If the large work before us had been judiciously pruned, and reduced to one half of its present size, it would probably have succeeded better with the public. Some well executed passages certainly occur, which would then have procured for it a perusal, and even reputation' among á certain class of poetical readers. In its present state, we confess that we have found it much too long; and we apprehend that few persons will be able to accomplish a progress through the whole.

Fer.

Art. III. Remarks on the Cassandra of Lycopbron, a Monody,

By the Rev. H. Meen, B. D. 8vo. 25. Rivingtons A CENTURY has now elapsed since Potter gave to the world his 1 edition of Lycophron; in which he expressed his confidence that, by the labors of himself and of preceding commentators, " adeo plana perspicua et delucida fore omnia, at nunquam posthac Lycophron TE THOTELLË titulo se effere poterit.Notwithstanding the light which the exertions of these learned men may have thrown on che poem, Lycophron seems still to maintain that rank in poerical society, which the judgment of antient critics assigned to him. His ditficulties may be solved, his intricacies unravelled, and his obscurities illustrated: but we fear that no labor can give an attractive polish to his poetry, nor any ingenuity bestow the

charm

charm of popularity on his numbers. His present commentator, Mr. Meen, is desirous of rescuing him from the censure of the Stagyrite and the ridicule of Lucian. It remains to be proved how far he will succeed in this object. In the present pamphlet, he appears as an able advocate, an ingenious commentator, and a respectable, translator ; and we are sorry that the limits of our work will not allow us to follow him through his, annotations, because we think that his observations are judicious, and his conjectures plausible and happy. A few extracts, however, will suffice to convey to our readers a favorable idea of his talents as a commentator.' . .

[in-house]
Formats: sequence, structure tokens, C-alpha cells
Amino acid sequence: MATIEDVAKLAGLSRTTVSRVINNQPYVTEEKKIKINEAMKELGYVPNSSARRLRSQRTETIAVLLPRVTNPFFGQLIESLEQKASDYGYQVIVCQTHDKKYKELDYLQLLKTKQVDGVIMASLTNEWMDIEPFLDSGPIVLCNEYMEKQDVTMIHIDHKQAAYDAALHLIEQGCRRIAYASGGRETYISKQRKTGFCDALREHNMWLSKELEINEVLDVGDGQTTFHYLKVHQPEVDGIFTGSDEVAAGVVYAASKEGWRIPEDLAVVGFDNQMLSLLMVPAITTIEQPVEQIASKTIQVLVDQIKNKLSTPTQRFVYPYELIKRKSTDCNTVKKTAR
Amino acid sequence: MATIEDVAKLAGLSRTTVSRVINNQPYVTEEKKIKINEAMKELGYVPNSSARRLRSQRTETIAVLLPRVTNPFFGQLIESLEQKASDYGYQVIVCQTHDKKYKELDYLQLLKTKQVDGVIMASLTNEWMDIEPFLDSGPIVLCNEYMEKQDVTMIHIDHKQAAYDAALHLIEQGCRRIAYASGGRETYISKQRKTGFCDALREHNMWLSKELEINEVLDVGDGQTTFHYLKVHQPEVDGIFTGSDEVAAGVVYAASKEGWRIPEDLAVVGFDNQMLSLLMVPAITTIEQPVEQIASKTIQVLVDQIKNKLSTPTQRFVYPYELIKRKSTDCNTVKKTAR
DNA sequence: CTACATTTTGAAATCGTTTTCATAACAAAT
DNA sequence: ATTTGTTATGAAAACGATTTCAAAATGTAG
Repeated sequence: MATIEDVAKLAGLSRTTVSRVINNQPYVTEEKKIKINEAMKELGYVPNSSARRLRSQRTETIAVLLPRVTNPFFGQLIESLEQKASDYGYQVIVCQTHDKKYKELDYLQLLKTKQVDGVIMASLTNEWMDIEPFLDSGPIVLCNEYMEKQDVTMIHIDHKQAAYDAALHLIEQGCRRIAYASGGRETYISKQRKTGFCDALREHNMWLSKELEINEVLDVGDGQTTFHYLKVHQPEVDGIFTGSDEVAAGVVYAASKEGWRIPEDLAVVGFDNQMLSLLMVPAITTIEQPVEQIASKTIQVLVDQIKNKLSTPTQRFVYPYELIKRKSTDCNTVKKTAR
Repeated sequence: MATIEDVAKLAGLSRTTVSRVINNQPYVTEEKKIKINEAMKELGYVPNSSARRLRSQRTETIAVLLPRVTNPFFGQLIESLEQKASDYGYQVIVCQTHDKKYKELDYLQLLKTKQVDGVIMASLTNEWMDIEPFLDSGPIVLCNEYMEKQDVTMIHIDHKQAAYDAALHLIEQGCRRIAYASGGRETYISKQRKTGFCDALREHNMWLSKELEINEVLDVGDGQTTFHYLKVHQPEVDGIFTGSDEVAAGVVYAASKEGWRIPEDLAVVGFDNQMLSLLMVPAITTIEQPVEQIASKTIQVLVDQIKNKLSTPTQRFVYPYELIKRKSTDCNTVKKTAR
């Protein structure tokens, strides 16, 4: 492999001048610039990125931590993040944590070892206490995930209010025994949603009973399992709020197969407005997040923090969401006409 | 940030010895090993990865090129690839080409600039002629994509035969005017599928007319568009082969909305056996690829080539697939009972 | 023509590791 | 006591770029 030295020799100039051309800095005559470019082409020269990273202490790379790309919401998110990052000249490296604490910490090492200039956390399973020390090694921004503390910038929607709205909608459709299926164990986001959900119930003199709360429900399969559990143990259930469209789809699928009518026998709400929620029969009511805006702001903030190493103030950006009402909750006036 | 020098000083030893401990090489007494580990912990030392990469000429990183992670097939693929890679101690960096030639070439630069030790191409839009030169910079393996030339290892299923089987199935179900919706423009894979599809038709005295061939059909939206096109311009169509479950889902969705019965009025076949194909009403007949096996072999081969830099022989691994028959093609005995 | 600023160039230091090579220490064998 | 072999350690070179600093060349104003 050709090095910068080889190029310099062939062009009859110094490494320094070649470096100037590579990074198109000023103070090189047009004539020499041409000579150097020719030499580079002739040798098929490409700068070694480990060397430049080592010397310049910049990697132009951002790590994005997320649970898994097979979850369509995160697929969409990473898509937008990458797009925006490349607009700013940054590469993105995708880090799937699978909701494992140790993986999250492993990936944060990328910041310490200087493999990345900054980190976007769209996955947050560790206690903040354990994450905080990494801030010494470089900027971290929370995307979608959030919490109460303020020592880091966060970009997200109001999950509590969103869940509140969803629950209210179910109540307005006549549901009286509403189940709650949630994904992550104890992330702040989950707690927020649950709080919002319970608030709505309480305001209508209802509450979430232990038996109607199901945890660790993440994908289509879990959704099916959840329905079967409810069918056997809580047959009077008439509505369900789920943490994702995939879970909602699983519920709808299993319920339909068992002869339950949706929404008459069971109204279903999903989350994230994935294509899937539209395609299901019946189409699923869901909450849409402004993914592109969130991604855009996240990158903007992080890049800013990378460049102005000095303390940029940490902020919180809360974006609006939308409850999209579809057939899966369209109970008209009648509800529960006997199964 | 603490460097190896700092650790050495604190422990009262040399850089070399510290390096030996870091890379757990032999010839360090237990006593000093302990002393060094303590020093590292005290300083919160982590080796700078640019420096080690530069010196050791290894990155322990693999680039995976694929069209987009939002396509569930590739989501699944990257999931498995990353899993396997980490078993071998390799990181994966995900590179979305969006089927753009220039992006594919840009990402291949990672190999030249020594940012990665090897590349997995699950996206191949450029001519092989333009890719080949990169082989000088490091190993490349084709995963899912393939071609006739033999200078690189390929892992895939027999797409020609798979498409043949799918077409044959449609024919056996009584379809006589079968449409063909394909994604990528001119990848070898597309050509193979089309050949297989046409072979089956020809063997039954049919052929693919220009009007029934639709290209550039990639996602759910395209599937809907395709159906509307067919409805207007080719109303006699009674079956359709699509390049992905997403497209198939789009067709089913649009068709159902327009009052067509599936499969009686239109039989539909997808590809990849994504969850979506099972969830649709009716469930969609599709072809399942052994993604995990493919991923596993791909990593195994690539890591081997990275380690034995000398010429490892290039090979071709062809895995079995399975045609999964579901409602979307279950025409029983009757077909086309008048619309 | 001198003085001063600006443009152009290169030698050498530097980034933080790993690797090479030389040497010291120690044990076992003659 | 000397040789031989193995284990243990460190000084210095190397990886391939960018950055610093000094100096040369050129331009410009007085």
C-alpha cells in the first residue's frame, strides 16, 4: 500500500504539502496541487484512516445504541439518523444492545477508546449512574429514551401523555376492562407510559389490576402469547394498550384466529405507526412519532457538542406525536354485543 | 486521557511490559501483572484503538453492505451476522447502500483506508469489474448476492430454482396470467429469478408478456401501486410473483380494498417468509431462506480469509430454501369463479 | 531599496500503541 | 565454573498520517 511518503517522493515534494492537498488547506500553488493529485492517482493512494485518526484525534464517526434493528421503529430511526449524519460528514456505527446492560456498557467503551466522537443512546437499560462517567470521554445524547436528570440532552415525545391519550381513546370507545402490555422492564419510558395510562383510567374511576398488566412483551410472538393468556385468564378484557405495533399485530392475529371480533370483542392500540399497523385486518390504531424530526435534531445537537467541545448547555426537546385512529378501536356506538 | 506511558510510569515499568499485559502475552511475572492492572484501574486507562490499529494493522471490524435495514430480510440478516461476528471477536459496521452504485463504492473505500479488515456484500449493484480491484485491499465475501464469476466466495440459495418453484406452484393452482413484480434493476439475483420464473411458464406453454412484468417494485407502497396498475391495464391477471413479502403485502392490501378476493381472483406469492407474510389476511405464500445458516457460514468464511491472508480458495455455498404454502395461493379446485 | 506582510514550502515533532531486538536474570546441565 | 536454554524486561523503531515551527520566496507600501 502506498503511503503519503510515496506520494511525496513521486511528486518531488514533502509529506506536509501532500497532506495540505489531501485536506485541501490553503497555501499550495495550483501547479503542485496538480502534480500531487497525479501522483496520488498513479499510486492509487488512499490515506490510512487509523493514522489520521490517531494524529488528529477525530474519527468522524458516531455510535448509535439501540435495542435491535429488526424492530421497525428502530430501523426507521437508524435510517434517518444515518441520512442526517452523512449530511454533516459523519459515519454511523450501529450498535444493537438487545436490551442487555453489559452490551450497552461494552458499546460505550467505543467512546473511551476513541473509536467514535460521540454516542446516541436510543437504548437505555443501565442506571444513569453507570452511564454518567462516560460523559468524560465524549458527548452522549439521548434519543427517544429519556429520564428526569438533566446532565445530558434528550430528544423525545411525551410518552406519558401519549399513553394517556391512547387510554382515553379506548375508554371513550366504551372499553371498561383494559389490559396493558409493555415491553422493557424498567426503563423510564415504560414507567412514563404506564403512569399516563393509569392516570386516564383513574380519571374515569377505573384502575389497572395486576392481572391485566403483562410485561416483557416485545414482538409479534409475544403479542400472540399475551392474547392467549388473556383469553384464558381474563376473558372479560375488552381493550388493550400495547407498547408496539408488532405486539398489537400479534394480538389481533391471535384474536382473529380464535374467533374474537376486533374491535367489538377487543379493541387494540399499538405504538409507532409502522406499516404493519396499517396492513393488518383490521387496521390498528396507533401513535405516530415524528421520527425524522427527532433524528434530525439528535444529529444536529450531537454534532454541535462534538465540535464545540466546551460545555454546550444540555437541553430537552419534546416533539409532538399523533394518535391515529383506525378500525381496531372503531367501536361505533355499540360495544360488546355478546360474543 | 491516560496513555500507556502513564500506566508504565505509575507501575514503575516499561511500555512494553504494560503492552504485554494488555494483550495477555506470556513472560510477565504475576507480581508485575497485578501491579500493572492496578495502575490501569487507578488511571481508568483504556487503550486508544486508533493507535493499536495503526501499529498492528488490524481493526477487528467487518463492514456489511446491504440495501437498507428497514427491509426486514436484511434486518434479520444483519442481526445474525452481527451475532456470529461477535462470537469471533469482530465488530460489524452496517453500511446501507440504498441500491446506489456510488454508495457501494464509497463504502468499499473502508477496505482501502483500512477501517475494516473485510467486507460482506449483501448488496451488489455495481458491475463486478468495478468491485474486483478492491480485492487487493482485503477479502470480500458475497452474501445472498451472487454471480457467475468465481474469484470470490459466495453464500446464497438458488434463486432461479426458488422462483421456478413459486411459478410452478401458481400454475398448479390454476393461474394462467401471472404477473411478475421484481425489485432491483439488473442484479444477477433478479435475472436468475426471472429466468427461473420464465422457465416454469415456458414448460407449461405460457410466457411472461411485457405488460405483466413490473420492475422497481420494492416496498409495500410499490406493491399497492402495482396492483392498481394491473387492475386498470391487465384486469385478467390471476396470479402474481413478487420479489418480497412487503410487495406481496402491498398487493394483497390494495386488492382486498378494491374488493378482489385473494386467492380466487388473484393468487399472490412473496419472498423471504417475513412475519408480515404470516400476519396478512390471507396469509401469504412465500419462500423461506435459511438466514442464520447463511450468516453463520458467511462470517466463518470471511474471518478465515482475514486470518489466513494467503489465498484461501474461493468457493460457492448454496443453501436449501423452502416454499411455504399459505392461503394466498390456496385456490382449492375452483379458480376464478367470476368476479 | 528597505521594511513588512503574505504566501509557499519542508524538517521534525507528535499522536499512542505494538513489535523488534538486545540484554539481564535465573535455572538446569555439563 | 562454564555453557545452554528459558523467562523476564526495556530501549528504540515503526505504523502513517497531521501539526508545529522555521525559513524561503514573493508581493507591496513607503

• L.,144, 145, 146.
Ivice gap tuvastipus äjrce mon Iparihais

per
ndus

. Πήναις κατεκλώσαντο δηναιας αλός,

Νυμφεία πεντάγαμβρα δαίσασθαι γάμων. .. Cassandra here predicts; that Helen shall have five husbandsa “ Claudæ filiæ antiqui maris [Parcæj neverunt triplicibus staminibus, maritos divisurós nuptiis nuptialia, quinquies-sponsalia.",

"Tidtagelica cannot be right. Æschylus calls Helen adv dogiyata Ggori Agv 695. But the poet probably wrote Tvrayau ence, compounded of πεντάκις and γάμορια, δωρα η δείπνα γαμορτι. «The Fates: have deereed,' says Cassandra, “ that husbands at the wedding shall distribute you dira, bridal presents. The additional word totaydung ascertains how often these presents shall be distributed, viz. five times; i. e. the shall be five times married. The marriage is here expressed by the distribution of those presents, which usually accompanied its celebration, . Meursius proposes to read tportacis, the three Parcæ. But the expression is accurate as it stands. For the Parcz were each of them concerned with these threads, or spindles, as Virgil speaks, around which the threads were rolled :

“ Talia saecia, suis dixerunt, currite, füsis,

Concordes stabili fatorum numine Parcæ." The threads and spindles are both mentioned in a parallel passage pitcior xolartwr oreúzaçux.--585.

- Virgil was very conversant with the poets of this period. He read Lycophron's Cassandra with singular delight; imitating often,' as his custom was, the most admired passages in that poem. .

The information contained in the last passage of the above extract, we must confess, surprised us. We should have been glad to be furnished with Mr. Meen's source of intelligence on this subject.

The impenetrable obscurity of the subsequent passage renders any élucidation acceptable which is at all plausible ; and we do not think that Mr. Meen's explanation is a very forced one, especially as his construction of otip quo & and deostus is more agreeable to the etymology of those words than that which has been generally received i